Smtih & Wesson M&P Shield EZ
Jeremy S. for TTAG
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Smith & Wesson has announced a recall of some of their M&P Shield EZ pistols made in 2020.  The issue involves potentially cracked hammers that may, in worst case scenarios, cause multiple discharges without pressing the trigger. Consumers can call 888-871-7114 or go online to the S&W Shield EZ Recall website to enter their serial numbers to see if their gun is affected.

If your gun is among those with potentially cracked hammers, the good people at S&W make fixing it easy.  They’ll send you a free shipping label to send them the pistol for repairs.

Here’s more from the website.


Smith & Wesson has identified two M&P Shield EZ Pistols on which the hammers manufactured by our supplier were cracked. In those firearms, the hammer failed to fully engage the sear, causing the round to fire, cycling the slide, and potentially resulting in multiple discharges without depressing the trigger. This issue can occur in the following two scenarios:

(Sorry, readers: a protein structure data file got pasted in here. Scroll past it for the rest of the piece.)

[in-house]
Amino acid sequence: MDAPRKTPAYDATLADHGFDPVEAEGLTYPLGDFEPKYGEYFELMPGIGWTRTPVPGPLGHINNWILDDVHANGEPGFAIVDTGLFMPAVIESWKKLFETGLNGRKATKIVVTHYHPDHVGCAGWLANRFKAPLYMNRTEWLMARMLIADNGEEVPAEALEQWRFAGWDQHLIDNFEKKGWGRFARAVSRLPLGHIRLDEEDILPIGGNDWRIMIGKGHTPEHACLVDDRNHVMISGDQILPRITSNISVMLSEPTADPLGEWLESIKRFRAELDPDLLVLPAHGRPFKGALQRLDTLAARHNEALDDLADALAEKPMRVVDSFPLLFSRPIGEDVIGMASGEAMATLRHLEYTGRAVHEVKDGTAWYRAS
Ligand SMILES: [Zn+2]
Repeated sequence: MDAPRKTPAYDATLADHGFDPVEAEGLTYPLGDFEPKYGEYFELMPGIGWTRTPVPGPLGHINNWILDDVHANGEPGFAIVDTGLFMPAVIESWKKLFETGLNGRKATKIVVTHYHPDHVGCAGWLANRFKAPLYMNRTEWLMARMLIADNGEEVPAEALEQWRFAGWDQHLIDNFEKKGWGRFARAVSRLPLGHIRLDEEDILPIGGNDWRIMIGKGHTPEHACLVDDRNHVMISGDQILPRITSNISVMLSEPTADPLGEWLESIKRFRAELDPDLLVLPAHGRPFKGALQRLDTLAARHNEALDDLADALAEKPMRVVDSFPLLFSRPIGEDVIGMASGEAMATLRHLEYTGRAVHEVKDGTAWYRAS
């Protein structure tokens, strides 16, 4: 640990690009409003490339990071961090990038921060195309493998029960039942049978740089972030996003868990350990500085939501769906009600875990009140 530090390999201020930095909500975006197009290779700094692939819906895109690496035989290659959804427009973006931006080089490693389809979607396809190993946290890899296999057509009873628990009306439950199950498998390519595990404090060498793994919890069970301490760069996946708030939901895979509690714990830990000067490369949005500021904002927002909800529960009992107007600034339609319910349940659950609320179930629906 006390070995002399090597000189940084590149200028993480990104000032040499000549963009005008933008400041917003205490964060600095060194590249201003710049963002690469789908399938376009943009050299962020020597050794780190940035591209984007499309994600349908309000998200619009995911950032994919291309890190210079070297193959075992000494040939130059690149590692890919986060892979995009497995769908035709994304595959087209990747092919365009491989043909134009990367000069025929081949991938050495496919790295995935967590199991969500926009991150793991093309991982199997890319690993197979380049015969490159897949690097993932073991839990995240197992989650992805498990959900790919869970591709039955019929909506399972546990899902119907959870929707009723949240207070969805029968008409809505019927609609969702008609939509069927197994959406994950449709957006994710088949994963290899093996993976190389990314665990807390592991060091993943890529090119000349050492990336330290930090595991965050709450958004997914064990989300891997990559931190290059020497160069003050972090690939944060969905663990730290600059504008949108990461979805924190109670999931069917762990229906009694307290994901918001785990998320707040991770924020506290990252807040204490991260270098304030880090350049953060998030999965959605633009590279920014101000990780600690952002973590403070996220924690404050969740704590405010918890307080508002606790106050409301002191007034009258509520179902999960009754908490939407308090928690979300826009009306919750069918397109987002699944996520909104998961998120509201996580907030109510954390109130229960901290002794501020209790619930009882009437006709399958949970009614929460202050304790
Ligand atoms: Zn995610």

1. With a loaded magazine in the firearm and the grip safety depressed, releasing the slide (by pulling it back, or releasing the slide stop), may ignite the round as the slide closes, without engaging the trigger.  The condition may occur, regardless of the manual thumb safety position if equipped.  This may also result in multiple discharges.

  2. With a loaded magazine in the firearm, the grip safety depressed, manual safety in the fire position, slide closed, and a round in the chamber, pulling the trigger will cause the round to fire normally, however as the slide cycles, the next round may be ignited as it is chambered by the hammer failing to fully engage the sear, causing multiple discharges.

In all cases, the firearm will NOT fire unless the grip safety is depressed.  While this condition has been found only in two hammers, and our investigation suggests that these two incidents are very isolated, any unintended discharge of a firearm has the potential to cause injury.  Therefore, we have established this Safety Recall as a precautionary measure to ensure that all M&P Shield EZ Pistols in service meet our design specifications.